• PFC subject chosen

    A while ago, I was doubtful about the subject of my undergraduate thesis (or PFC as we call it). At first, I wanted to work on a regression testing framework for NetBSD. This is something I really want to see done and I'd work on it if I had enough free time now... Unfortunately, it didn't fit quite well my expectations for the PFC: it was a project not related at all with the current research subjects in my faculty, hence it was not appropriate enough to integrate into one of these work groups.So, after inverstigating some of the projects proposed by these research groups, I've finally settled on one that revolves around heterogeneous multiprocessor systems such as the Cell Broadband Engine. The resulting code will be based on Linux as it is the main (only?) platform for Cell development, but the concepts should still be applicable to other systems. Who knows, maybe I'll end up trying to port NetBSD to a Cell machine — shouldn't be too hard if that G5 support is integrated ;-)The preliminary title: Efficient resource management in heterogeneous multiprocessor systems. For more details, check out the Project proposal (still not concreted, as you can see). [Continue reading]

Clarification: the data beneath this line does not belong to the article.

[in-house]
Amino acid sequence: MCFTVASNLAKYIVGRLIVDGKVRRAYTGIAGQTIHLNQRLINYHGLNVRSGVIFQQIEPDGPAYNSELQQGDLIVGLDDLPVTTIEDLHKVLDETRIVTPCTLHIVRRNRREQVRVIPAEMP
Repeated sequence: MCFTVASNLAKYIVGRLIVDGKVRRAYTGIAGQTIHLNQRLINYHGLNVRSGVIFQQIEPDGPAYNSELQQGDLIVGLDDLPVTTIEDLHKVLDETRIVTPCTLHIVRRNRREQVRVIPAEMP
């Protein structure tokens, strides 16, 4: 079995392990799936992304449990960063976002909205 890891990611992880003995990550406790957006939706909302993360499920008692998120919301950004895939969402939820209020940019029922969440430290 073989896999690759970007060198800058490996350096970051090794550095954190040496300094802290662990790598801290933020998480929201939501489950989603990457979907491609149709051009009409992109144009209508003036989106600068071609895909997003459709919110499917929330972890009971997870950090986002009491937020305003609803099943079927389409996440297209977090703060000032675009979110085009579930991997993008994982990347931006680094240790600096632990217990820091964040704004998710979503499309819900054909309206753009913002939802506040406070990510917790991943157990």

• Mac OS X aliases and symbolic links